This was an empty wall in a project that was screaming for simple and easy open shelves!

This was an empty wall in a project that was screaming for simple and easy open shelves!


 

    As always, we cannot underestimate the importance of adding some fresh plants and opening a window if it’s possible. Sunlight and greenery can make a world of difference in an otherwise not-perfect spot. What do you think? Are you going to try out any of this simple switches in your home? What are some of your best-loved simple changes? Leave us a comment below, we’d love to hear from you!

Minimalism ...

Today I’d like to chat about a frequently heard word in this era’s design world: Minimalism.

 Ok we all probably don't have arched doorways heading out to the ocean, but if you take all that away and just look at the stuff you can see that it isn't minimal but its curated and what is there has purpose. Image via Pinterest

Ok we all probably don't have arched doorways heading out to the ocean, but if you take all that away and just look at the stuff you can see that it isn't minimal but its curated and what is there has purpose. Image via Pinterest

 

Now, if you watched the Netflix doc, you might be worried I’m about to tell you to throw out 95% of your closet, invest in nothing but open shelving, and own exactly three pieces of furniture. While that may work for some, I’m a mom. Not gonna happen in this house.

In today’s every-person terms, minimalism doesn’t necessarily refer to using only the bare necessities in your home décor, but rather how you can use minimal amounts of color and knick-knacks to pull together a space. Today’s minimalism is all about helping your space feel open and fresh, even if the room may not be massive. The goal is to place items in the room with intention in order to make the biggest impact with the smallest amount of clutter. Below are some easy-to-adapt tips to help you scale down and brighten up!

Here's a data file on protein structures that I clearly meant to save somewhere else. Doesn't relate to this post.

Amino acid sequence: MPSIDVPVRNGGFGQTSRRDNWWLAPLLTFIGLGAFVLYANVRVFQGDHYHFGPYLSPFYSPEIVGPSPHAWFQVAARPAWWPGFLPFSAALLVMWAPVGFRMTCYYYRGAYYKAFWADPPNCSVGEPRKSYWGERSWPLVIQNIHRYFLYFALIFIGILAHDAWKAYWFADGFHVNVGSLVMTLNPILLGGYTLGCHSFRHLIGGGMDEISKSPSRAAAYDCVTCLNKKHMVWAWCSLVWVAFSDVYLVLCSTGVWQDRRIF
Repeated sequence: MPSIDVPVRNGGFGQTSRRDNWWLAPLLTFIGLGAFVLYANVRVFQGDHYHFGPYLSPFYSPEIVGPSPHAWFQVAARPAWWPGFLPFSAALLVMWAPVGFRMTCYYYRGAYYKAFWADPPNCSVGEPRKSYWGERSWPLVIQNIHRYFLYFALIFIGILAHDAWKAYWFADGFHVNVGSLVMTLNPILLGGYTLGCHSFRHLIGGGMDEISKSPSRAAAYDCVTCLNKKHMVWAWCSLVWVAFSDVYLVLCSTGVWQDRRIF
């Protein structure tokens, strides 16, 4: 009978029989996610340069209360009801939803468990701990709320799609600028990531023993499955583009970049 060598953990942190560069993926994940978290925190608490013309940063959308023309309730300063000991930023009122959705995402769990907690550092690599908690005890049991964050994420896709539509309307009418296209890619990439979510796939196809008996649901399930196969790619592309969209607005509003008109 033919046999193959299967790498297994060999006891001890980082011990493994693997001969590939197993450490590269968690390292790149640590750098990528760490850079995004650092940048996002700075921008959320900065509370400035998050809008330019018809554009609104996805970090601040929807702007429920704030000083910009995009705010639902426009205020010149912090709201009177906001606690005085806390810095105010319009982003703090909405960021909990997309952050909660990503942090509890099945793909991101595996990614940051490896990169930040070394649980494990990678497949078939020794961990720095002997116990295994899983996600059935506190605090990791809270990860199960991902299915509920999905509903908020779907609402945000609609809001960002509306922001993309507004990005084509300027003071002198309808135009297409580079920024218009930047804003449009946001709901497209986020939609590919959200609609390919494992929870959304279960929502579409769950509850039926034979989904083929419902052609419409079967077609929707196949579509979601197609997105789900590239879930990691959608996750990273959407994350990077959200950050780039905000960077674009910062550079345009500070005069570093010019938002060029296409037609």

This is in no way minimalist, but what I will say that there is a color story, it has a neutral backdrop, and there is a rhyme and reason to the way in which this is organized. Image via Pinterest.

This is in no way minimalist, but what I will say that there is a color story, it has a neutral backdrop, and there is a rhyme and reason to the way in which this is organized. Image via Pinterest.

 

  1. Time to Tidy

This will be the biggest first step in any move towards a minimalist space. As someone who has moved homes going on 4 times now, I can personally attest to the incredible amount of stuff my family can accumulate in a shockingly small amount of time. Now, I will not tell you to throw away anything based on amount of clutter alone, but I have a few small questions you may need to ask yourself before declaring toss or keep.

 

Does this bring me joy? If the answer is yes, keep it! If it’s a candle in a scent you don’t love that was given to you secondhand anyways, you might consider donating. Does it have a home? If this thing doesn’t have a designated space, it will need to find one! A huge part of keeping your space open is making sure all the odds and ends have designated space in a drawer or cabinet.

 Image via Pinterest.

Image via Pinterest.


 

  1. Reconsider Color